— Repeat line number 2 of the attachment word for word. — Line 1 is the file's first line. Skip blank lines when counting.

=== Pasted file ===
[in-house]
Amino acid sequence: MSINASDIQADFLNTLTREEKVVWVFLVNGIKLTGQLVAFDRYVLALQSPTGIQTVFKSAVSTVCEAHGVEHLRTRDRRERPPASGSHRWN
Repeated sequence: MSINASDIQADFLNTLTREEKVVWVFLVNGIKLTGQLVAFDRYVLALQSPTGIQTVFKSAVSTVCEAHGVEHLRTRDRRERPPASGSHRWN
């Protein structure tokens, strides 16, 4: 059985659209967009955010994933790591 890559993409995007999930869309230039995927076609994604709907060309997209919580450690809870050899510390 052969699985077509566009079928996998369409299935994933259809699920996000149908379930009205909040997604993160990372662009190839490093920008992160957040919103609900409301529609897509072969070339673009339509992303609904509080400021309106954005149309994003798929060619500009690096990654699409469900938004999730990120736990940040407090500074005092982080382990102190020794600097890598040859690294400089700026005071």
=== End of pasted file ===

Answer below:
Amino acid sequence: MSINASDIQADFLNTLTREEKVVWVFLVNGIKLTGQLVAFDRYVLALQSPTGIQTVFKSAVSTVCEAHGVEHLRTRDRRERPPASGSHRWN